Commodities and Linkages: Industrialisation in Sub-Saharan Africa

Kaplinsky, Raphael; Morris, Adam and Kaplan, David (2011). Commodities and Linkages: Industrialisation in Sub-Saharan Africa. The Open University.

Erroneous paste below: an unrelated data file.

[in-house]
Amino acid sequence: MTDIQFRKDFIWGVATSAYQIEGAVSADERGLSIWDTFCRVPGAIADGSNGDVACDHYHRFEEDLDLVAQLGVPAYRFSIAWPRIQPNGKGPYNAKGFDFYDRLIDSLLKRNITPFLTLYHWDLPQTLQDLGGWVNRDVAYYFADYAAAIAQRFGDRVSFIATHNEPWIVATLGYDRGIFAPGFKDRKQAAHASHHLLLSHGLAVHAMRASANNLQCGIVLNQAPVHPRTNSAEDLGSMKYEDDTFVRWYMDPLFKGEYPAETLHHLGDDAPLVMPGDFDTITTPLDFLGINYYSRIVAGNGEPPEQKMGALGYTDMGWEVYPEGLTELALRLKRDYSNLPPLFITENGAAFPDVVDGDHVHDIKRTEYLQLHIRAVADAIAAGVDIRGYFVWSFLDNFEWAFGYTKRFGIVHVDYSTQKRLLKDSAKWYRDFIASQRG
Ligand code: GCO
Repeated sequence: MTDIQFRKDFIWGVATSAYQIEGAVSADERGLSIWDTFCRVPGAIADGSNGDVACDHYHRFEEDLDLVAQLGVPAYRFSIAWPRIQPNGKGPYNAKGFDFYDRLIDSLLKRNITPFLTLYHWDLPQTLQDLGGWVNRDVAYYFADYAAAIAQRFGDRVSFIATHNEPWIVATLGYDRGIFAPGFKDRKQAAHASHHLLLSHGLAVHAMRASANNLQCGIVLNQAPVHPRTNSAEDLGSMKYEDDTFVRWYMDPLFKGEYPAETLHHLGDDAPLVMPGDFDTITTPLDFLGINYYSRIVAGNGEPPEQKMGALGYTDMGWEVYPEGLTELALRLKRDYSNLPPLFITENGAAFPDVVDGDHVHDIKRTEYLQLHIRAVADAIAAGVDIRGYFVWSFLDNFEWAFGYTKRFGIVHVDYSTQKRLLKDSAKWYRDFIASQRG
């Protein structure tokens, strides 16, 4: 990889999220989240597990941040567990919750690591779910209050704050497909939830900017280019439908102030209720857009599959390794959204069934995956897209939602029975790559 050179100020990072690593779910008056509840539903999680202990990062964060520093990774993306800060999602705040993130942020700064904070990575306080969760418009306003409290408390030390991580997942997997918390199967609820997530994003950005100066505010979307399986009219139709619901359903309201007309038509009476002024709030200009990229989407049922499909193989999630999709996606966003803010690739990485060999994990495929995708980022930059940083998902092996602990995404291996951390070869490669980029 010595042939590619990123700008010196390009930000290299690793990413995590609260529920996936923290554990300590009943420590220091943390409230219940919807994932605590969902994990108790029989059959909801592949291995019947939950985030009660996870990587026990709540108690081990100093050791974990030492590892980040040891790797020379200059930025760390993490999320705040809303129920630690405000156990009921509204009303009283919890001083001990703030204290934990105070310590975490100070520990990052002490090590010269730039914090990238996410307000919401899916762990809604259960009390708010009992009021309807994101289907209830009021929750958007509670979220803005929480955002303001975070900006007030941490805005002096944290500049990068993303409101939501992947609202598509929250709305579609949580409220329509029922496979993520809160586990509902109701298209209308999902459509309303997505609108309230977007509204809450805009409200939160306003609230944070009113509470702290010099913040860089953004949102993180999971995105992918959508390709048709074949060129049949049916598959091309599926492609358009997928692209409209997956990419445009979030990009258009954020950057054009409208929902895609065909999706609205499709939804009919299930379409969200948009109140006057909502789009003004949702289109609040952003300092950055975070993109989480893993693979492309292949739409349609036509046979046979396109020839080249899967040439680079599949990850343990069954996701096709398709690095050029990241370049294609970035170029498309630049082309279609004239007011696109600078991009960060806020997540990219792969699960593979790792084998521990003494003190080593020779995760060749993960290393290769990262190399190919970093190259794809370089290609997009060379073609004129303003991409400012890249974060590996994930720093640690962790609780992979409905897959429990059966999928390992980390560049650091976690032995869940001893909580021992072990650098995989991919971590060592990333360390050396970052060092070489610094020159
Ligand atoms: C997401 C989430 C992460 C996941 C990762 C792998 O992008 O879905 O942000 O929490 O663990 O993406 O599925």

In a complementary Discussion Paper (MMCP DP 12 2011) we set out the reasons why we believe that there is extensive scope for linkage development into and out of SSA’s commodities sectors. In this Discussion Paper, we present the findings of our detailed empirical enquiry into the determinants of the breadth and depth of linkages in eight SSA countries (Angola, Botswana, Gabon, Ghana, Nigeria, South Africa Tanzania, and Zambia) and six sectors (copper, diamonds, gold, oil and gas, mining services and timber). We conclude from this detailed research that the extent of linkages varies as a consequence of four factors which intrinsically affect their progress – the passage of time, the complexity of the sector and the level of capabilities in the domestic economy. However, beyond this we identify three sets of related factors which determined the nature and pace of linkage development. The first is the structure of ownership, both in lead commodity producing firms and in their suppliers and domestic customers. The second is the nature and quality of both hard infrastructure (for example, roads and ports) and soft infrastructure (for example, the efficiency of customs clearance). The third is the availability of skills and the structure and orientation of the National System of Innovation in the domestic economy. The fourth, and overwhelmingly important contextual factor is policy. This reflects policy towards the commodity sector itself, and policy which affects the three contextual drivers, namely ownership, infrastructure and capabilities. As a result of this comparative analysis we provided an explanation of why linkage development was progressive in some economies (such as Botswana) and regressive in others (such as Tanzania). This cluster of factors also explains why the breadth and depth of linkages is relative advanced in some countries (such as South Africa), and at a very nascent stage in other countries (such as Angola).

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